38 Forearm extensors (posterior)
Triceps brachii Anconeus helps

39 Forearm flexors (anterior)
Brachioradialis Brachialis Biceps brachii 3 muscle on right from this site:

40 Retinaculae (retinaculum, singular)
“retainers,” “wrist bands”, “ankle bracelets” Bands of fascia holding tendons of wrist and ankle in place (prevent “bow-stringing”) Tendons covered by slippery tendon sheets

41 Forearm muscles: movement of wrist, hand and fingers
Many arise from distal humerus Cross elbow, wrist and finger joints Minimal action at elbow At wrist joint: flexion, extension, abduction and adduction of the hand At finger joints: mostly just flex and extend (other movements- by small muscles in the hand itself)

42 Forearm muscles, continued
Two compartments (each with superficial and deep muscle layers) Anterior = flexor compartment ( except includes 2 pronators) Most originate from a common tendon on the medial epicondyle of humerus Posterior = extensor compartment (except includes supinator and brachioradialis) Many arise from a common tendon from lateral epicondyle of humerus Most muscles that move the palm and fingers are located in the forearm, not the hand itself They operate by tendons like strings with puppets There are some small muscles in the hand itself

43 Anterior wrist pronator and flexors
Origin on medial epicondle of humerus: pronator teres, flexor carpi radialis, palmaris longus, flexor carpi ulnaris, flexor digitorum superficialis Pronator teres Palmaris longus

44 Deep anterior hand muscles (some)
Flexor pollicis longus Flexor digitorum profundus (only muscle that flexes DIPs)

45 Individually Flexor digitorum superficialis
(this is right arm, anterior) Flexor digitorum profundus Flexor pollicis longus Pronator quadratus

46 Extensor carpi radialis (longus & brevis)
origin on lateral epicondyl of humerus Extensor carpi radialis (longus & brevis) Extensor digitorum Extensor carpi ulnaris See individually in next slide

47 Superficial extensors
Extensor carpi radialis longus Extensor digitorum Extensor carpi ulnaris Extensor carpi radialis brevis

48 Deep posterior muscles
Extensor pollicis longus & brevis Abductor pollicis longus Supinator Extensor indicis

49 Hand Te Thenar Hypothenar Midpalmar Lumbricals Interossei

50 Thenar and hypothenar muscles


52 Right forearm, anterior view, from superficial to deep


54 Right forearm, posterior, from superficial to deep




58 Muscles crossing the hip and knee joints
Three groups separated by fascia; all three enclosed by deep fascia of thigh (fascia lata) 1. Anterior Flex femur at hip; extend leg at knee (e.g. foreswing phase of walking) 2. Posterior Mostly extend thigh and flex leg (backswing phase of walking) 3. Adductor (medial) Move thigh only, not leg

59 Muscles that flex thigh at hip
Originate from vertebral column and pelvis and pass anterior to hip joint Sartorius Iliopsoas Tensor fasciae lata Rectus femoris (only quad with origin on pelvis) Pectineus (medial compartment)

60 Muscles that flex thigh at hip: individually (go between last slide and this one)
Iliopsoas Pectineus Tensor fascia lata Sartorius Rectus femoris Inserts on tibial tuberosity via patellar tendon

61 Thigh extensors (posterior)
Arise posterior to hip joint Gluteus maximus Hamstrings (cross hip and knee joints: extend thigh & flex knee) Biceps femoris Semitendinosus Semimembranosus (antagonists of quads) _______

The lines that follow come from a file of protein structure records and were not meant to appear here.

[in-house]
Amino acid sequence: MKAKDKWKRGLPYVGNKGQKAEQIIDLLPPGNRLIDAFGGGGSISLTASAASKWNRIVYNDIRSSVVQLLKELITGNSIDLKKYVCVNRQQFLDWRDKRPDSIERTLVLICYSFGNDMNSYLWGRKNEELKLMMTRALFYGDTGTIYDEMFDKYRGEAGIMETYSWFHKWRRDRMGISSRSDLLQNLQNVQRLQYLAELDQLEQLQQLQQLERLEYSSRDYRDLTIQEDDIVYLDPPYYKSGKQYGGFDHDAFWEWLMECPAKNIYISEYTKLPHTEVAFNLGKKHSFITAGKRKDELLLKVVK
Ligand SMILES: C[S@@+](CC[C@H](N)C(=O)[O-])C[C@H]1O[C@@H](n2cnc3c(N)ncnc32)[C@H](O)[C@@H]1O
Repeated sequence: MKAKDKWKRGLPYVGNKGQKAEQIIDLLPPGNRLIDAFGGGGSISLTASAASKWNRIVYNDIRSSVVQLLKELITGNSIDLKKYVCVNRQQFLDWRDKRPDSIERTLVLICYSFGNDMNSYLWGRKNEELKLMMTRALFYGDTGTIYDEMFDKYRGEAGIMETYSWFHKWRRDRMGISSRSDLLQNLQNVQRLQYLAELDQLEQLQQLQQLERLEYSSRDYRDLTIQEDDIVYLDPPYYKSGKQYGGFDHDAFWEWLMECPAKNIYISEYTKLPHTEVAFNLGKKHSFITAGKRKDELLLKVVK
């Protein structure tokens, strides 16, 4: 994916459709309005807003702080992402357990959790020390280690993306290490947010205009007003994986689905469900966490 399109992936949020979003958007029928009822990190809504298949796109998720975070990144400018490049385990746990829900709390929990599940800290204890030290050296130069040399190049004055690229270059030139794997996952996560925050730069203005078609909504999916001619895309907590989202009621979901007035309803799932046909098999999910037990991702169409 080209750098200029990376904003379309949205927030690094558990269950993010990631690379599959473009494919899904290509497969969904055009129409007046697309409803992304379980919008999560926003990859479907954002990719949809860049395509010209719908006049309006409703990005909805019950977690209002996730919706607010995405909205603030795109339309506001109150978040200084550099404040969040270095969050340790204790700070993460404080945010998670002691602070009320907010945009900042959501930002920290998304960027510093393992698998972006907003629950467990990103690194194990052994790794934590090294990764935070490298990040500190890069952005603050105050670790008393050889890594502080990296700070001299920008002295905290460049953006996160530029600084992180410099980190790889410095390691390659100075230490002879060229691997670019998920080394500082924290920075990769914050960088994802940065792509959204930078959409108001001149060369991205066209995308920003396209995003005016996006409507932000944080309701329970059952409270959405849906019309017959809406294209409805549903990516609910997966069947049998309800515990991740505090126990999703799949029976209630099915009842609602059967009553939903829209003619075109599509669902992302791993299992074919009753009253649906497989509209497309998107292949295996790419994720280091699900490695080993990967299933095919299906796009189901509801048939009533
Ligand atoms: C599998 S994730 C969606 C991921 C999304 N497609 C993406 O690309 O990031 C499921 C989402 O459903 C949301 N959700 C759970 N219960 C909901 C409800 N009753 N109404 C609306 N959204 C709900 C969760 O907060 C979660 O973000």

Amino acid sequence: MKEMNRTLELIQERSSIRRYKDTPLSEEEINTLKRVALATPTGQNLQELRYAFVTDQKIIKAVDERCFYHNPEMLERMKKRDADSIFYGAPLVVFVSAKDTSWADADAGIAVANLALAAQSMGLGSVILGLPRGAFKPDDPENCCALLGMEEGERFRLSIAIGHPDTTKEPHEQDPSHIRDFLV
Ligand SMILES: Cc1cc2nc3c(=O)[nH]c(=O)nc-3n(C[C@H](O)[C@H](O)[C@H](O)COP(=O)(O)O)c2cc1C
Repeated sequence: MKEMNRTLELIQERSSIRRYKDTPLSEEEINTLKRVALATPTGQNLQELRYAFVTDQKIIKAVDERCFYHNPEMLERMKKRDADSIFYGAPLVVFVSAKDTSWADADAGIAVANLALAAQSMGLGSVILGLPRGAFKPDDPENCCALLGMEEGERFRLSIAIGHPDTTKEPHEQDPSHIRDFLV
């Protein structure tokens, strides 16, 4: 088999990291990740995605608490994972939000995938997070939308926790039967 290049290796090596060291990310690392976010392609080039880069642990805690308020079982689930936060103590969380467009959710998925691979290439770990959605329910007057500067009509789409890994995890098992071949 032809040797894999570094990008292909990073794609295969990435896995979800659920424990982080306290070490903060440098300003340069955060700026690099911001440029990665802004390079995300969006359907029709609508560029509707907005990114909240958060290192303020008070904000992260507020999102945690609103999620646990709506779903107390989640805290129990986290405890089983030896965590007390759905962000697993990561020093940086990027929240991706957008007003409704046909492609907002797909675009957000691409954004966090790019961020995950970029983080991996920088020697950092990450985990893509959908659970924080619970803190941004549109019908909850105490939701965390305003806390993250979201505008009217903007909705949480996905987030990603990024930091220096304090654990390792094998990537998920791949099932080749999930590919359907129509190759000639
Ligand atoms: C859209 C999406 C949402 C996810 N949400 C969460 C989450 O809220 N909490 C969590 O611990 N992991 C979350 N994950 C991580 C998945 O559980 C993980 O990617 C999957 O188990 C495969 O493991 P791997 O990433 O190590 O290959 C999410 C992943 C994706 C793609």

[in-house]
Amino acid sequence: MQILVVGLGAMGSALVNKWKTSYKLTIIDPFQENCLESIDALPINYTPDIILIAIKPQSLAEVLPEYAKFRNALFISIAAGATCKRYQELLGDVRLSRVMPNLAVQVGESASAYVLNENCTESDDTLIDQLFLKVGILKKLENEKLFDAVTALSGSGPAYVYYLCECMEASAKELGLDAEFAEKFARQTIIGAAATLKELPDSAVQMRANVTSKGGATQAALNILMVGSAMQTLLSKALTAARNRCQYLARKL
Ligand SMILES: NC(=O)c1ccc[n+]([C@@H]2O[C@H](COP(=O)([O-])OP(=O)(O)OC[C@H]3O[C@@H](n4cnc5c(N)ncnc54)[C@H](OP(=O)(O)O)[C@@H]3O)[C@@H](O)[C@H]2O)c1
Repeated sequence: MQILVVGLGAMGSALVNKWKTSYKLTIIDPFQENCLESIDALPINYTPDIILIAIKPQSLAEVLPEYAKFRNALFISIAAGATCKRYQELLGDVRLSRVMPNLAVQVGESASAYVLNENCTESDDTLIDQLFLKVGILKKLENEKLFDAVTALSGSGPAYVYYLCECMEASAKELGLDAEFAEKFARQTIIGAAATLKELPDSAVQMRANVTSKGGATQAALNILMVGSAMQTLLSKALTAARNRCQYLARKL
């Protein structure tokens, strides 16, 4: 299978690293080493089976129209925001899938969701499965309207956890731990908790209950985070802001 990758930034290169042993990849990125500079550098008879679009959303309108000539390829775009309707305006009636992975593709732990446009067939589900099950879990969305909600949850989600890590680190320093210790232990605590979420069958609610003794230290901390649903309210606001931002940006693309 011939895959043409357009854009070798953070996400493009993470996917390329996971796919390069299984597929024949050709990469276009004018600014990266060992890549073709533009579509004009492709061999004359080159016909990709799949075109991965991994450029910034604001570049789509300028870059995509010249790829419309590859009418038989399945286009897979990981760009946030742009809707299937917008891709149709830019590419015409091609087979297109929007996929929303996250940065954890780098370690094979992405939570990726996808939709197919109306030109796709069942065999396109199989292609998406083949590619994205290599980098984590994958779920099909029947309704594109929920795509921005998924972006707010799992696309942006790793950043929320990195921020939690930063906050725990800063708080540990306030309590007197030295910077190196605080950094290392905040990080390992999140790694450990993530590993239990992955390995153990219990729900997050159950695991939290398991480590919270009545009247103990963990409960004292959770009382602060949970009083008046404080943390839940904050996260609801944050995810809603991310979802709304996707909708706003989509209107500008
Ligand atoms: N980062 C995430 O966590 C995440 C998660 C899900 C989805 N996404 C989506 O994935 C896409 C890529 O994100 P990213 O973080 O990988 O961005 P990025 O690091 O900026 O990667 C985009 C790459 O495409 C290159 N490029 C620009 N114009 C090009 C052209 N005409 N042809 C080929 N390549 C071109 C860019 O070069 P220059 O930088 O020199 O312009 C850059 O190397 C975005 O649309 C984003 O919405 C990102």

62 Hamstrings cross hip and knee joints: extend thigh and flex knee
Biceps femoris long head Biceps femoris short head Semitendinosus Semimembranosus

63 Abductors of thigh Buttocks muscles that lie lateral to hip joint
Gluteus medius Gluteus minimus (under medius) Tensor fascia lata

64 Thigh abductors Buttocks muscles that lie lateral to the hip joint
Gluteus medius Gluteus minimus

65 Lateral rotators Piriformis
Piriformis laterally rotates hip; also helps abduct hip if it is flexed Piriformis Also shown are other rotators and the gluteus muscles

66 Adduction of thigh Muscles originate medial to hip joint Gracilis
Adductor magnus Adductor longus Adductor brevis Pectineus

67 Thigh adductors (originate medial to hip joint)
Adductor magnus Pectineus Adductor brevis Gracilis Adductor longus

68 Knee extensors Quadraceps femoris – the only extensors of the leg (lower leg) at the knee Rectus femoris (only quad with origin on pelvis) Vastus lateralis Vastus intermedius Vastus medialis Antagonized by hamstrings Rectus femoris

69 Quadriceps Vastus lateralis, intermedius, and medialis
Rectus femoris (only quad with origin on the pelvis) Quadriceps Vastus lateralis, intermedius, and medialis Note “o” and “i” _________ Insert: tibial tuberosity via patellar ligament

70 Leg (lower leg) 3 compartments Movements at joints: Anterior Posterior
Lateral Movements at joints: Ankle Dorsiflex Plantarflex Intertarsal Inversion of foot Eversion of foot Toes Flex (point) Extend

71 Posterior compartment of leg
Superficial: these plantarflex foot Gastrocnemius Soleus Plantaris

72 Posterior leg Plantaris Soleus Gastrocnemius

73 Posterior leg continued
Deep Popliteus Flexor digitorum longus Flexor hallucis longus Tibilialis posterior

74 Deep posterior leg Popliteus Flexor digitorum longus
Flexor hallucis longus Tibialis posterior

75 Anterior leg extensors
Mainly extend toes and dorsiflex foot Tibialis anterior Extensor digitorum longus Extensor hallucis longus


77 More pics Extensor hallucis longus Tibialis anterior
Extensor digitorum longus

78 Lateral compartment of leg
Fibularis (peroneus) longus: to first metatarsal and cuneiform Fibularis (peroneus) brevis: to fifth metatarsal






84 Sole – third (deepest) layer

85 Addendum: some rotator cuff tests (FYI)
FIGURE 3. Supraspinatus examination ("empty can" test). The patient attempts to elevate the arms against resistance while the elbows are extended, the arms are abducted and the thumbs are pointing downward. FIGURE 2. Apley scratch test. The patient attempts to touch the opposite scapula to test range of motion of the shoulder. (Left) Testing abduction and external rotation. (Right) Testing adduction and internal rotation.

86 FIGURE 4. Infraspinatus/teres minor examination
FIGURE 4. Infraspinatus/teres minor examination. The patient attempts to externally rotate the arms against resistance while the arms are at the sides and the elbows are flexed to 90 degrees. FIGURE 5. Neer's test for impingement of the rotator cuff tendons under the coracoacromial arch. The arm is fully pronated and placed in forced flexion. FIGURE 6. Hawkins' test for subacromial impingement or rotator cuff tendonitis. The arm is forward elevated to 90 degrees, then forcibly internally rotated.

Download ppt "Muscles of the Body."

Similar presentations

Ads by Google